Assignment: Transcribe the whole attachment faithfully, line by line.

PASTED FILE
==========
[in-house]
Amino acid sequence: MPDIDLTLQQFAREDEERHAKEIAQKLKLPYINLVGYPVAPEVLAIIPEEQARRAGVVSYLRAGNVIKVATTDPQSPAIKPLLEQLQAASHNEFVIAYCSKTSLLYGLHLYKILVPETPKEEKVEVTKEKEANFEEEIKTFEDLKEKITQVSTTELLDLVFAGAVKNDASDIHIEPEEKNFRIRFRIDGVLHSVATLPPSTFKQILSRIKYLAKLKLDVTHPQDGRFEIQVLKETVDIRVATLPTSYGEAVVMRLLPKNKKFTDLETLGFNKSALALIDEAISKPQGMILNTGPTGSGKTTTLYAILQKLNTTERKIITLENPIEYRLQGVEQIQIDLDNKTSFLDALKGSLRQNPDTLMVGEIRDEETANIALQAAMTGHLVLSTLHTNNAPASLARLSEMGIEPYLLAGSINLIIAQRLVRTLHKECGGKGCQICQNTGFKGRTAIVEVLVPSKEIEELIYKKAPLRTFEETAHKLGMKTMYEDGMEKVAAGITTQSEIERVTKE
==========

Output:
[in-house]
Amino acid sequence: MPDIDLTLQQFAREDEERHAKEIAQKLKLPYINLVGYPVAPEVLAIIPEEQARRAGVVSYLRAGNVIKVATTDPQSPAIKPLLEQLQAASHNEFVIAYCSKTSLLYGLHLYKILVPETPKEEKVEVTKEKEANFEEEIKTFEDLKEKITQVSTTELLDLVFAGAVKNDASDIHIEPEEKNFRIRFRIDGVLHSVATLPPSTFKQILSRIKYLAKLKLDVTHPQDGRFEIQVLKETVDIRVATLPTSYGEAVVMRLLPKNKKFTDLETLGFNKSALALIDEAISKPQGMILNTGPTGSGKTTTLYAILQKLNTTERKIITLENPIEYRLQGVEQIQIDLDNKTSFLDALKGSLRQNPDTLMVGEIRDEETANIALQAAMTGHLVLSTLHTNNAPASLARLSEMGIEPYLLAGSINLIIAQRLVRTLHKECGGKGCQICQNTGFKGRTAIVEVLVPSKEIEELIYKKAPLRTFEETAHKLGMKTMYEDGMEKVAAGITTQSEIERVTKE